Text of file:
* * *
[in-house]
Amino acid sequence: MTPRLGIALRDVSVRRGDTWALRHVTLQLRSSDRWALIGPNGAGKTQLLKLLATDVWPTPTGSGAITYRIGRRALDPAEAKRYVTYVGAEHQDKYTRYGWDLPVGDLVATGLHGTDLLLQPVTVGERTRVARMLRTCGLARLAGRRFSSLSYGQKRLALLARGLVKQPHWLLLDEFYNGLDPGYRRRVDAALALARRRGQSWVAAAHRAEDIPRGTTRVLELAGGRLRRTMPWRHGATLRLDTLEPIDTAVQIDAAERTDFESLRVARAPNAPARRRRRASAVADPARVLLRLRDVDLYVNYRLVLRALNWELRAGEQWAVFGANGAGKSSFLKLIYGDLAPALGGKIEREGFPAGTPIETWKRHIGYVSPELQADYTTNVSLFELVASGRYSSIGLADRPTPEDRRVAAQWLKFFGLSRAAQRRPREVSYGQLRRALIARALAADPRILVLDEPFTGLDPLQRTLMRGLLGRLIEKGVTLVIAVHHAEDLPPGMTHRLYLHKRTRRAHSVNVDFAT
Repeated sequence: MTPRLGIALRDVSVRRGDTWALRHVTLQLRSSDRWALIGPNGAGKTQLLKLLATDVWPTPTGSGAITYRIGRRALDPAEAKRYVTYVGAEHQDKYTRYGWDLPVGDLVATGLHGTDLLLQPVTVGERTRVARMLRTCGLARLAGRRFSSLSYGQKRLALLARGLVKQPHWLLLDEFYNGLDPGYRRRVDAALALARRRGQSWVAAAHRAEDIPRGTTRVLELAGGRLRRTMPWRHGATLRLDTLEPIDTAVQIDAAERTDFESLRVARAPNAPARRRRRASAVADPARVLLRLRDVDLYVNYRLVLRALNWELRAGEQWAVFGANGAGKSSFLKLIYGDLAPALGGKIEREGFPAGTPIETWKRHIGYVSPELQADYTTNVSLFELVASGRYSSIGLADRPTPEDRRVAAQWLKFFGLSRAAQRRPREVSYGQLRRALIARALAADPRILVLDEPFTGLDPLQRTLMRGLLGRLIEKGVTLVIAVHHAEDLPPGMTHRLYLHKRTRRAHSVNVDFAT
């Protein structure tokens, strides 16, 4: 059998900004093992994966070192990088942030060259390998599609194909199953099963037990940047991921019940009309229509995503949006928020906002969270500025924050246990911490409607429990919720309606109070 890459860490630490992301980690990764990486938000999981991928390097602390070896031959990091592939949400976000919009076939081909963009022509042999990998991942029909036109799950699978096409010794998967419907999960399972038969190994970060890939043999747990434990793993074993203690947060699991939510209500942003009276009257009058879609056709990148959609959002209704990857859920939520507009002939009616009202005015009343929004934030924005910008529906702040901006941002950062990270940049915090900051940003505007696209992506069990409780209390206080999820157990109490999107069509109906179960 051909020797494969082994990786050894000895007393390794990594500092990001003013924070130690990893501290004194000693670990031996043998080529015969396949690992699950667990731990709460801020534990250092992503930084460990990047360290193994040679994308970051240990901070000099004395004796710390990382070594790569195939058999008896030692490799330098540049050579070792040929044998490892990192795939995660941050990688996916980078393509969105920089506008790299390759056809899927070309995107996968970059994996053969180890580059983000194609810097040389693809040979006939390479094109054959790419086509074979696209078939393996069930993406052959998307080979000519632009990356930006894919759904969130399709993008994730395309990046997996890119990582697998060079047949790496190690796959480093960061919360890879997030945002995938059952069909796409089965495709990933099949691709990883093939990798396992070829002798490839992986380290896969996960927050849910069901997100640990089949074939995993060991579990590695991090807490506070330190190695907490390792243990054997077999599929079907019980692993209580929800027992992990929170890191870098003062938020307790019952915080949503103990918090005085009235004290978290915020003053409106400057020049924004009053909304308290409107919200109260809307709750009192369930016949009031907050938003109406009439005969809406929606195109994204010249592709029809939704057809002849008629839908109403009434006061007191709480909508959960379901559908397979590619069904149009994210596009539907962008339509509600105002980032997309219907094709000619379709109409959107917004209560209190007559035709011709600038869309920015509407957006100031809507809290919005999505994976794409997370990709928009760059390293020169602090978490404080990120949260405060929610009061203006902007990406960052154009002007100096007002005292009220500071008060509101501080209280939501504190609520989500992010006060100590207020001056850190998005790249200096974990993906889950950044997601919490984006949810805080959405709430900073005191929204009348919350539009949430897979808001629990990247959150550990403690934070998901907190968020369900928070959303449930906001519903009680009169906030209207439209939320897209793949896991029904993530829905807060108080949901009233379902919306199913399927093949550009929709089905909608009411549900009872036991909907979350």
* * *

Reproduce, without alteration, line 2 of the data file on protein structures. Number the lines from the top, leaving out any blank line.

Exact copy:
Amino acid sequence: MTPRLGIALRDVSVRRGDTWALRHVTLQLRSSDRWALIGPNGAGKTQLLKLLATDVWPTPTGSGAITYRIGRRALDPAEAKRYVTYVGAEHQDKYTRYGWDLPVGDLVATGLHGTDLLLQPVTVGERTRVARMLRTCGLARLAGRRFSSLSYGQKRLALLARGLVKQPHWLLLDEFYNGLDPGYRRRVDAALALARRRGQSWVAAAHRAEDIPRGTTRVLELAGGRLRRTMPWRHGATLRLDTLEPIDTAVQIDAAERTDFESLRVARAPNAPARRRRRASAVADPARVLLRLRDVDLYVNYRLVLRALNWELRAGEQWAVFGANGAGKSSFLKLIYGDLAPALGGKIEREGFPAGTPIETWKRHIGYVSPELQADYTTNVSLFELVASGRYSSIGLADRPTPEDRRVAAQWLKFFGLSRAAQRRPREVSYGQLRRALIARALAADPRILVLDEPFTGLDPLQRTLMRGLLGRLIEKGVTLVIAVHHAEDLPPGMTHRLYLHKRTRRAHSVNVDFAT